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Photograph by Pat Kirk

Maid of Destiny: Milla Jovovich rides to glory as Joan of Arc in 'The Messenger.'

Nothing Much at Stake

Milla Jovovich stars as Joan of Arc, medieval riot grrrl

By Richard von Busack

IN HIS PREFACE to his 1924 play Saint Joan, George Bernard Shaw weighs the many different Joan of Arcs given to us by history, the church and the romancers. One of the dangers of telling her story in an age of science, he suggests, is the temptation to portray the Maid of Orleans as a poor, deluded girl: "Let us then for once drop all nonsense about Joan being cracked."

In The Messenger: The Story of Joan of Arc, director Luc Besson (The Fifth Element) and scriptwriter Andrew Birkin (The Cement Garden) have made Joan screaming, quivering, pinwheel-eyed, blacking-out insane. She takes her path to glory stimulated by a childhood trauma: a narrow escape from a raping English soldier; she recovers reality during therapy sessions with a character playing her Conscience (Dustin Hoffman, insufferably smooth, like a $100-an-hour Manhattan psychiatrist).

Joan's insanity seems demonstrable when she decides to trust John Malkovich. As the Dauphin Charles, Malkovich is as slippery as always, complemented by an equally sinister mother-in-law dearest, Faye Dunaway. She's baldheaded with a blue vein coasting down her forehead that makes her look like a cracked egg. Both disappear two-thirds of the way through the film.

Birkin's script doesn't contain any laughable anachronisms, with one exception. The raping English soldier looks over a peasant woman and huffs, "That's what I call booty!" The English are the villains, exactly the same kind of villains they are in Braveheart: bikers without bikes.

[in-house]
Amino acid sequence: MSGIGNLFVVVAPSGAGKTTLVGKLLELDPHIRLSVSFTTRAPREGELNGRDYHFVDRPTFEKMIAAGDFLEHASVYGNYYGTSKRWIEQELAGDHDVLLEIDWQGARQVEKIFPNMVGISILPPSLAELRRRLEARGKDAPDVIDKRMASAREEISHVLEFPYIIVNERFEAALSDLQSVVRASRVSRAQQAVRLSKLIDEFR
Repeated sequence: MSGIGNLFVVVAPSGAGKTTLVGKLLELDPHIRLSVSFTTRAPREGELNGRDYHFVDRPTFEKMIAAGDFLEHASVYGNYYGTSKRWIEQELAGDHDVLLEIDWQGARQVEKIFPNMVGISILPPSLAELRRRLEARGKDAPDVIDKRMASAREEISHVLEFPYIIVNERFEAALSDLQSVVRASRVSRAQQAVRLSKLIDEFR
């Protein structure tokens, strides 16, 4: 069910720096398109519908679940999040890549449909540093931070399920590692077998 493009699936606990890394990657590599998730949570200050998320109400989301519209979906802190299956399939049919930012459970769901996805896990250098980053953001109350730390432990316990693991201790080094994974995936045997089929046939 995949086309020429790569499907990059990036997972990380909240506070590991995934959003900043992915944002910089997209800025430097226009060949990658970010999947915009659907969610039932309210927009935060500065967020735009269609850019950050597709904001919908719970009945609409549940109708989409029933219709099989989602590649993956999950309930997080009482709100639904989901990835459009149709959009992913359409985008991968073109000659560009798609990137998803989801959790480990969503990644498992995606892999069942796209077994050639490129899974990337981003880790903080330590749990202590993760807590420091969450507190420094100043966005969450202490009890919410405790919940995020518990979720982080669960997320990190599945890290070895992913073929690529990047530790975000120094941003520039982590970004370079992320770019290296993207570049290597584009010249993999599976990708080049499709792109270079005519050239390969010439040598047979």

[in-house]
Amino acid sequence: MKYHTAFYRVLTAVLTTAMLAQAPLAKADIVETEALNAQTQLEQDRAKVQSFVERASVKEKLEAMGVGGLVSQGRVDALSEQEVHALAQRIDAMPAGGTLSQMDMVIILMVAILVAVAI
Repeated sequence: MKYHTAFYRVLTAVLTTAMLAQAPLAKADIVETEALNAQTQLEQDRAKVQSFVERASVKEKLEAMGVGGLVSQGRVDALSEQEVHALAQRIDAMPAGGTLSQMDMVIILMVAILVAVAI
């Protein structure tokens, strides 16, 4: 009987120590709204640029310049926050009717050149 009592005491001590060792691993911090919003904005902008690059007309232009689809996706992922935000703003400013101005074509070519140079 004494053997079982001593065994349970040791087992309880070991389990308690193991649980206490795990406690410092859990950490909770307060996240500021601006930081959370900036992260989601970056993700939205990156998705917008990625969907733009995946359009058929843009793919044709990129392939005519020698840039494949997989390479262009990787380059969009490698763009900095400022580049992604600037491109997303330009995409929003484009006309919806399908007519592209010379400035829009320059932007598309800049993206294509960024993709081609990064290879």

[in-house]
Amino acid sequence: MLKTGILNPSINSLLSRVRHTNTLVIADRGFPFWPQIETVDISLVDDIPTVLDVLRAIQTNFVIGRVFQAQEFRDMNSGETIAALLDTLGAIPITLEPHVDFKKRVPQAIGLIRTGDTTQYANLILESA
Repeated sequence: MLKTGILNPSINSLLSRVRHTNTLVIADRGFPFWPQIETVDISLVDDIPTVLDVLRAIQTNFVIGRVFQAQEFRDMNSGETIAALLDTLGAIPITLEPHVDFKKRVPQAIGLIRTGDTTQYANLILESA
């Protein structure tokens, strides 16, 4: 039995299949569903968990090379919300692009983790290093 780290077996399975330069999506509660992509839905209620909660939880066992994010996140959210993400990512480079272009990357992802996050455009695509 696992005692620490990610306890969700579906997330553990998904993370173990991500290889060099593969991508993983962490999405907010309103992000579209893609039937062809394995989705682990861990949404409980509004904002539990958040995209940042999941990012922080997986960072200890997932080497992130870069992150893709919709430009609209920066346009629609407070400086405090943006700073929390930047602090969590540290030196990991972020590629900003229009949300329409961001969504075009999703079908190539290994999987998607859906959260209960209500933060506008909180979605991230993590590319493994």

The Messenger is historically accurate in that it doesn't pin the death of Joan on the Catholic Church, but Besson gets a laugh from the audience (which sorely needs one) by pointing out that it took the church 500 years to make her a saint. Joan, however, doesn't do anything saintly here, unless you count her yelling at users of profane language. Birkin doesn't attempt to explain Joan's last heroism, her decision to die at the stake instead of spending the rest of her life rotting in prison.

Watching the scurrying finale, I wondered if Besson was really interested in anything but the siege of Orleans, which takes up the middle part of the picture. It's a scrimmage of crunching bones and blood in which Besson shows off siege engines and a huge catapult. The gore seems to excite Besson more than his stars. He even cuts away from Charles' coronation to return to another battle. In these war scenes, Joan is almost lost, becoming what Anatole France called her, "a mascot."

It can be argued that Joan of Arc actually was a mascot, one of those flashy figures whose fame is out of proportion to her importance. And the filmmakers suggest a case for the Dauphin's political caution versus Joan's reckless, divinely inspired attacks. This is the first Joan of Arc film that's been cynical enough to appreciate Charles' treachery.

Still, a woman in armor with sword raised is a gallant sight that stirs the imagination, and Besson doesn't deliver even that. He reduces the heroine to a gangly, medieval riot grrrl. Shaw predicted that cheap versions of the story of Joan would always be performed "on the principle that it does not matter in the least why a woman is burnt provided she is burnt, and people can pay to see it done." She's burned, all right--and so is the audience.

The Messenger: The Story of Joan of Arc (R; 141 min.), directed by Luc Besson, written by Andrew Birkin and Besson, photographed by Thierry Arbogast and starring Milla Jovovich, John Malkovich, Faye Dunaway and Dustin Hoffman, opens Friday at selected theaters valleywide.

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From the November 11-17, 1999 issue of Metro, Silicon Valley's Weekly Newspaper.

Copyright © 1999 Metro Publishing Inc. Metroactive is affiliated with the Boulevards Network.

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